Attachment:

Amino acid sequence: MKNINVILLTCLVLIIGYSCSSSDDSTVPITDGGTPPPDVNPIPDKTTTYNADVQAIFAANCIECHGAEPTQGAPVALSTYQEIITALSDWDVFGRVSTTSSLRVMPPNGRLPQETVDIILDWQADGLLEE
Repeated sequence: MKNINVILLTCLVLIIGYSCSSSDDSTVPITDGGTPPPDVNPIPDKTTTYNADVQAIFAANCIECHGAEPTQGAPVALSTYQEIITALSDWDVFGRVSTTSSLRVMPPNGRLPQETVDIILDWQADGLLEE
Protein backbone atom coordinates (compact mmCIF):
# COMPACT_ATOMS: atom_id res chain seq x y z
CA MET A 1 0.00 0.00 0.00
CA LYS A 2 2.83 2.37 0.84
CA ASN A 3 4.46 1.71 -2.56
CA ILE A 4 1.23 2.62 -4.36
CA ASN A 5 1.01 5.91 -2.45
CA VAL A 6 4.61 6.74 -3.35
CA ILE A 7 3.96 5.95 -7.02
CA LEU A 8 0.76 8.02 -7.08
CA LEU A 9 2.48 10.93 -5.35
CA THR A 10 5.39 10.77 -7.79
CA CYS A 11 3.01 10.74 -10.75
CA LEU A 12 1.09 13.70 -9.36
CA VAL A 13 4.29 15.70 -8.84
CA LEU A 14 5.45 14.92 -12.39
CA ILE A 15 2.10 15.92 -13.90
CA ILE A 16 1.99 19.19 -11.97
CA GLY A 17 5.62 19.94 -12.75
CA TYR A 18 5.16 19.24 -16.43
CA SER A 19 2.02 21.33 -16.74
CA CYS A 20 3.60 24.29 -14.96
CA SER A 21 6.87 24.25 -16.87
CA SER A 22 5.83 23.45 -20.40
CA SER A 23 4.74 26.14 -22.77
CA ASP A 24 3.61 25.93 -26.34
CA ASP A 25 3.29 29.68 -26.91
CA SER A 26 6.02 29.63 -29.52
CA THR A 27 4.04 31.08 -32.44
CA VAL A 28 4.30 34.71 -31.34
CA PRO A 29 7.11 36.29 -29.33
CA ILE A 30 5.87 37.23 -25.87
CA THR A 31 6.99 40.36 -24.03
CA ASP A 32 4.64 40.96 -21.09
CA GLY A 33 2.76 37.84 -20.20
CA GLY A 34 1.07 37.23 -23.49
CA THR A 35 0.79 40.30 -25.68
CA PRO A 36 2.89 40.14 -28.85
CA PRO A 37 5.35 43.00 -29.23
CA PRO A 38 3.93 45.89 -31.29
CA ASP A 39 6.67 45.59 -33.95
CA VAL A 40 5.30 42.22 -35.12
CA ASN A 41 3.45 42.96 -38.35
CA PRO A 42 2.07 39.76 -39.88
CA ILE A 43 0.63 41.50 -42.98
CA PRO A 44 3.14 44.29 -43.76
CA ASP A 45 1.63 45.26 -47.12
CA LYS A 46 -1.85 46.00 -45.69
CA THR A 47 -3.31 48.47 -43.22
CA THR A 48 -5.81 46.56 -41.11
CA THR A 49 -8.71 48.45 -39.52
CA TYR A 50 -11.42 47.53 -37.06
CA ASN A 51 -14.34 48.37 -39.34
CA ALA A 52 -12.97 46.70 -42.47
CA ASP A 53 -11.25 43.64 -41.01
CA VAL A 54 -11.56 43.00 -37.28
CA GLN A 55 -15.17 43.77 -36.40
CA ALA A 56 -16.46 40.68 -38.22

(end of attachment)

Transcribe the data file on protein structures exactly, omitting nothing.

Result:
Amino acid sequence: MKNINVILLTCLVLIIGYSCSSSDDSTVPITDGGTPPPDVNPIPDKTTTYNADVQAIFAANCIECHGAEPTQGAPVALSTYQEIITALSDWDVFGRVSTTSSLRVMPPNGRLPQETVDIILDWQADGLLEE
Repeated sequence: MKNINVILLTCLVLIIGYSCSSSDDSTVPITDGGTPPPDVNPIPDKTTTYNADVQAIFAANCIECHGAEPTQGAPVALSTYQEIITALSDWDVFGRVSTTSSLRVMPPNGRLPQETVDIILDWQADGLLEE
Protein backbone atom coordinates (compact mmCIF):
# COMPACT_ATOMS: atom_id res chain seq x y z
CA MET A 1 0.00 0.00 0.00
CA LYS A 2 2.83 2.37 0.84
CA ASN A 3 4.46 1.71 -2.56
CA ILE A 4 1.23 2.62 -4.36
CA ASN A 5 1.01 5.91 -2.45
CA VAL A 6 4.61 6.74 -3.35
CA ILE A 7 3.96 5.95 -7.02
CA LEU A 8 0.76 8.02 -7.08
CA LEU A 9 2.48 10.93 -5.35
CA THR A 10 5.39 10.77 -7.79
CA CYS A 11 3.01 10.74 -10.75
CA LEU A 12 1.09 13.70 -9.36
CA VAL A 13 4.29 15.70 -8.84
CA LEU A 14 5.45 14.92 -12.39
CA ILE A 15 2.10 15.92 -13.90
CA ILE A 16 1.99 19.19 -11.97
CA GLY A 17 5.62 19.94 -12.75
CA TYR A 18 5.16 19.24 -16.43
CA SER A 19 2.02 21.33 -16.74
CA CYS A 20 3.60 24.29 -14.96
CA SER A 21 6.87 24.25 -16.87
CA SER A 22 5.83 23.45 -20.40
CA SER A 23 4.74 26.14 -22.77
CA ASP A 24 3.61 25.93 -26.34
CA ASP A 25 3.29 29.68 -26.91
CA SER A 26 6.02 29.63 -29.52
CA THR A 27 4.04 31.08 -32.44
CA VAL A 28 4.30 34.71 -31.34
CA PRO A 29 7.11 36.29 -29.33
CA ILE A 30 5.87 37.23 -25.87
CA THR A 31 6.99 40.36 -24.03
CA ASP A 32 4.64 40.96 -21.09
CA GLY A 33 2.76 37.84 -20.20
CA GLY A 34 1.07 37.23 -23.49
CA THR A 35 0.79 40.30 -25.68
CA PRO A 36 2.89 40.14 -28.85
CA PRO A 37 5.35 43.00 -29.23
CA PRO A 38 3.93 45.89 -31.29
CA ASP A 39 6.67 45.59 -33.95
CA VAL A 40 5.30 42.22 -35.12
CA ASN A 41 3.45 42.96 -38.35
CA PRO A 42 2.07 39.76 -39.88
CA ILE A 43 0.63 41.50 -42.98
CA PRO A 44 3.14 44.29 -43.76
CA ASP A 45 1.63 45.26 -47.12
CA LYS A 46 -1.85 46.00 -45.69
CA THR A 47 -3.31 48.47 -43.22
CA THR A 48 -5.81 46.56 -41.11
CA THR A 49 -8.71 48.45 -39.52
CA TYR A 50 -11.42 47.53 -37.06
CA ASN A 51 -14.34 48.37 -39.34
CA ALA A 52 -12.97 46.70 -42.47
CA ASP A 53 -11.25 43.64 -41.01
CA VAL A 54 -11.56 43.00 -37.28
CA GLN A 55 -15.17 43.77 -36.40
CA ALA A 56 -16.46 40.68 -38.22